Duration: 3-4 hours
Address: St.-Jakobs-Platz 16, 80331 München
Open daily from 10 am to 6 pm (closed Monday)
In the center of Munich, not far from Viktualienmarkt, there is a small square called St.-Jakobs-Platz. Since about a decade ago, it has been attracting tourists from many countries thanks to a complex of buildings exhibiting interesting and unusual architecture. The complex includes the Ohel Jakob Synagogue, the Jewish Community Center and the Jewish Museum.
The synagogue is constructed as two cubes, one atop of the other. The lower part is built of limestone and is windowless, it resembles Jerusalem structures. The cub atop is made of glass and symbolizes a hut or a tent of the ancient Israelites. The Jewish Museum is built in a similar style, but as it were in reverse order. The building is shaped as a cube with a transparent lower level topped with a massive windowless upper part. When we got inside, we understood the architect’s idea. The ground floor, brightly lit and appearing rather conventional, houses box offices, cafe, bookshop and other stuff usually located at a museum entrance, as well as some permanent exhibits. The main exhibition halls are on the second and third floors. They are designed to shield the visitor from the outside world and to immerse in the world of Jewish history and culture. Well, at least it is our understanding of the symbolism of this place.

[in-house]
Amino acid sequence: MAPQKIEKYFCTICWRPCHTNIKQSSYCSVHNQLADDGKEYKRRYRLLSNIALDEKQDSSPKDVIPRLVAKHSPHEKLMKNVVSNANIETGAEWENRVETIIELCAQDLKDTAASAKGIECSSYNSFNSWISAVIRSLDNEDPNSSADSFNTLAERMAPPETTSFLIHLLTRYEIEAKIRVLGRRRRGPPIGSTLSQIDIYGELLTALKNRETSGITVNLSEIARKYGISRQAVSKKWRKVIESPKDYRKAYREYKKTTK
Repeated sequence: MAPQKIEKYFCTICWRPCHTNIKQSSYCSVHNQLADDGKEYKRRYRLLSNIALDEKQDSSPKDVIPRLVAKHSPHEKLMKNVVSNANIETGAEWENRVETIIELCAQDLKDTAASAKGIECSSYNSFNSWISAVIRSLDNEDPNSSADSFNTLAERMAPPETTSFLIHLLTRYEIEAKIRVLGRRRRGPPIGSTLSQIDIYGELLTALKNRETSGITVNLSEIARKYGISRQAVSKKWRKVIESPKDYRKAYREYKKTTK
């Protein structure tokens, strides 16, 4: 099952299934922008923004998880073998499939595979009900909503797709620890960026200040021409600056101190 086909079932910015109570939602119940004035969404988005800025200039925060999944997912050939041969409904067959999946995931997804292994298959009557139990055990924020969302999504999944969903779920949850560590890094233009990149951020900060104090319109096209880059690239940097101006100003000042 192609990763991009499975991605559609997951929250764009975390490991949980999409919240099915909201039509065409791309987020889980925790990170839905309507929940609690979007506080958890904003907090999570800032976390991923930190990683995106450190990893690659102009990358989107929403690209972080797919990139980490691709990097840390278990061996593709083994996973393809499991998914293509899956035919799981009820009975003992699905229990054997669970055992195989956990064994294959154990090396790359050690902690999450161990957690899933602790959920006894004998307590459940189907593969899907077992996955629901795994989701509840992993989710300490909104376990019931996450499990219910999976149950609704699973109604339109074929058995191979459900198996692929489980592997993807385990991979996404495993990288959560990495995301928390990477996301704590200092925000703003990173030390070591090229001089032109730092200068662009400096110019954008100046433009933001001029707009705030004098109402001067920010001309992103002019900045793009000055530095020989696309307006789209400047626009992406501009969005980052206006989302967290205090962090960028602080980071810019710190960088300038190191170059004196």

The museum primarily gives information about Jewish history in Munich, but not only. The exhibits are intended not only to be viewed, but also to be read and heard. Here are just a few examples: kosher food recipes, records of Jewish music (such as, the famous Tum Balalaika by the Berry sisters), a library of rare books in Yiddish and Hebrew. They also have books in the Sephardic language, which was the language of the Spanish and Portuguese Jews. There is an expansive collection of artifacts of Jewish religious life: various editions of the Torah, menorahs, yarmulkes, etc. Interestingly, I found some things I had never seen before, such as a small gilded stick to turn the pages of the Torah, which cannot be touched by hand, and knives for circumcision. In short, the museum shows the unique, rich and highly distinctive history and culture of the Jewish people.